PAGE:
• The video was cut by a famous director, Samuel Bayer. Note that in Belfast, Northern Ireland, the video was made by an American clipmaker with British crew. :) There were real soldiers to take participation, Bayer told them he was making a documentary movie. :) The Cranberries themselves didn’t go to Belfast: the black-and-white clips were made in Dublin, the coloured ones – in Los-Angeles, USA. Dolores wanted the image of a golden statue to represent a living icon, entering this world to save the children. The idea to paint the children in gold was the director’s, he decided it would look cool. :) The video was being cut for 6 days.

• Another song describing the complicated relationship of Dolores with her boyfriend Mike O’Mahony.

Everything I Said

• Again about the relationship between Dolores and Mike O’Mahony.

The Icicle Melts
• A song about the death of a little boy by the name of Jamie Bulger. He was viciously killed by two other boys.
• Dolores: “I love children. You know, kids, they’re so innocent, and so afraid, and they’re the future of the world. How can people harm them?”.
• Dolores: “I think if those two kids knew that the penalty for that was being hung by the neck, I don’t think they’d have done it. I think hanging should be brought back for murder. I know it sounds sick and everything, but I do.”
• Dolores: “If they’d known beforehand, though…I still think the penalties are too nice. One of my brothers is a prison officer. I know, personally, people who have gone: ‘I just got out of prison yesterday and I’m bored, I’ve got no money, I’m gonna steal a car and go straight back in.’ Some people like it in there. What happened to the days of being thrown into the cell and being starved and beaten every day? At least make them bleed.”
• Fergal: “‘The Icicle Melts’ is a sad song. You can really feel the sadness in it when you listen to it.”

• Dolores: “Written on making a clear decision, no more struggle inside…”
• This song is about the complicated relationship of Dolores and Mike O’Mahony again.

Ridiculous Thoughts
• The fourth single to support No Need To Argue.
• There were two versions of the clip. Each of them had Eligea Wood participating who was a newbie actor back then. The first video represented Dolores and the guys as the circus clowns, and this version was not to “The Cranberries” liking at all. So the video was then remade, they left all the frames with Eligea, but cut out all the circus episodes (and replaced them with some of the frames of The Cranberries’ concerts).
• There is an interpretation that this song is about the relationship of Dolores and her ex-boyfriend, Mike O’Mahony again. This time, though, it’s about disputing these relationship. On an interview of 1996 Dolores said she had been living with Mike for three years. It was very often when he physically and mentally harmed Dolores, he could smash her face, and if she was to start crying, he was threatening her that he would step out of the window. It looks like the “Twister” word in the song is headed towards Mike.
• Another version, though, is that Ridiculous Thoughts is about the relationship between Dolores and the British press that was literally hunting the young Irish band.
Dreaming My Dreams
• Dolores: “Dreaming my dreams was written on December 25th 1993, Where I found happiness. Dedicated to my husband, lover, best friend, support. What more can be said?”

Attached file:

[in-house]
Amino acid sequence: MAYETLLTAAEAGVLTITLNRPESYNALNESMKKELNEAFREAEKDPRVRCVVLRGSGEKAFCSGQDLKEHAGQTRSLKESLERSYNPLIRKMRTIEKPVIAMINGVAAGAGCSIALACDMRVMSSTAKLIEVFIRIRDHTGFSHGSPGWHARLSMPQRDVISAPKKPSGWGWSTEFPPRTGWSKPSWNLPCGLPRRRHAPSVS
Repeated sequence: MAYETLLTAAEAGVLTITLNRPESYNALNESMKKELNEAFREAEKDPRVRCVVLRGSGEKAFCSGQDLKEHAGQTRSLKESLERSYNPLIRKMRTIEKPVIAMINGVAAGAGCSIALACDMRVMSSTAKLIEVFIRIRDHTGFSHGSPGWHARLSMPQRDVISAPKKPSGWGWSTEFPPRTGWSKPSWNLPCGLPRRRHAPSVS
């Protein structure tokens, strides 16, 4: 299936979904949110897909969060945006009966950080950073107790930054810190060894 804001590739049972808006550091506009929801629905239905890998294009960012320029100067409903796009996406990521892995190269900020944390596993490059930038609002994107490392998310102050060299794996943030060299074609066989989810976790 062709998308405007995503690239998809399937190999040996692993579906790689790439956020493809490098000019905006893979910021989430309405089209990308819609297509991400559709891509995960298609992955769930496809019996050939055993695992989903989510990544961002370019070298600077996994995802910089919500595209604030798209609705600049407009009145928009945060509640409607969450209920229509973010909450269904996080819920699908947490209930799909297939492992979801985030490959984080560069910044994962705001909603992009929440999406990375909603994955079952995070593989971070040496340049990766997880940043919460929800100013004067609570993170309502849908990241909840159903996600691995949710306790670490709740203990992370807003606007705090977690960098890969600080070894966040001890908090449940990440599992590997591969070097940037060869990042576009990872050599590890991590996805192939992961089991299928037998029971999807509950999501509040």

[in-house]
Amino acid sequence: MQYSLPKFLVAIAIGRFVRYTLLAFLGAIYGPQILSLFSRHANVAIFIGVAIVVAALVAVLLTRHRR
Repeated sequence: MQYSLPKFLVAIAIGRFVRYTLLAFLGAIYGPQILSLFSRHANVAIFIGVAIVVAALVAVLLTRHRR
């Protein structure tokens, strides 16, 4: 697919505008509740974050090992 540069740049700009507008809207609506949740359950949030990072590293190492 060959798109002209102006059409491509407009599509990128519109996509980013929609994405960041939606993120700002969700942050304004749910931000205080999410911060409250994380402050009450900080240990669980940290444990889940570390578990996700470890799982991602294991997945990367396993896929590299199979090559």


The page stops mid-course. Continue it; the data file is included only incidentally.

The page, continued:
• These words of Dolores are quite suspicious, though. :) The thing is that she met her husband in July of 1994th (the wedding was on 18th of July in 1994), so the song couldn’t be written before that. The best bet would be that Dolores confuses the dates really often. :)
• Fergal: “‘Dreaming My Dreams’ I think is cool. It’s like something you would sing to your child before going to bed.”

Yeats’ Grave
• Dolores: “A tribute to Yeats. W. B. Yeats, he was a poet and playwright.”
• Dolores: “This song was inspired by the following poems by William Butler Yeats (1865-1939) The Lake Isle of Innisfree and No Second Troy.”
• William Butler Yeats is the favourite writer of Dolores. She considers him to have known especially much about the relationship between a man and a woman.
• Two names are mentioned in the song: Maud Gonne and Mac Bride. Maud Gonne was the poet’s lover, the love of all his life. But she was already married to Mac Bride… William Yeats dedicated a lot of his poems and lyrics to her.
• Also note that Yeats mentioned the concept of ‘demons’ very frequently in his works, he mentioned such words as “Dominus”, “Deus”. This fact gets really close to what Dolores is making (for instance, remember the Electric Blue text, or “The demons I can’t leave behind” line from ‘This Is The Day’). Dolores was possibly really into the worlks of the great Irish poet in the time.
Daffodil Lament
• Fergal: “I think ‘Daffodil Lament’ is kind of an epic or something, because it’s really a long song; it’s all different moods and stuff.”
• A song about trying to save the relationship that is shattered – again about Dolores and Mike O’Mahony.

No Need To Argue
• A prayer song, a farewell song, a revelation song. Dolores can’t leave all her demons behind, but at least one of them – Mike O’Mahony – is left behind in this song.
• The original name of the song is ‘Special’.

• B-Side of the Zombie single (1994).

I Don’t Need
• B-Side of the Zombie single (1994).

(They Long To Be) Close To You
• A cover version of the song of The Carpenters. The Cranberries recorded it specially for the tribute “I Wish I Were a Carpenter” released in October in 1994. Afterwards the song became a B-Side of the ‘I Can’t Be With You’ single.

So Cold In Ireland
• It was first issued as a B-Side to the ‘Ode To My Family’ single (1995), then it was included to the CD “Doors and Windows” (1995) and then to the re-release of the ‘No Need To Argue’ album (2002).
• Another mystery song. It’s hard to comprehend if it’s either Dolores herself or some other girl she sings about. The lines about the baby and the “yesterday’s gone” line bring a connection of “So Cold In Ireland” to the “Yesterday’s Gone” song to mind…

This stuff was translated from Russian Version of our Site by Michiru.

Hits - 23,967 views | Print This Page Print This Page
2.02.2010 |
Posted by Dess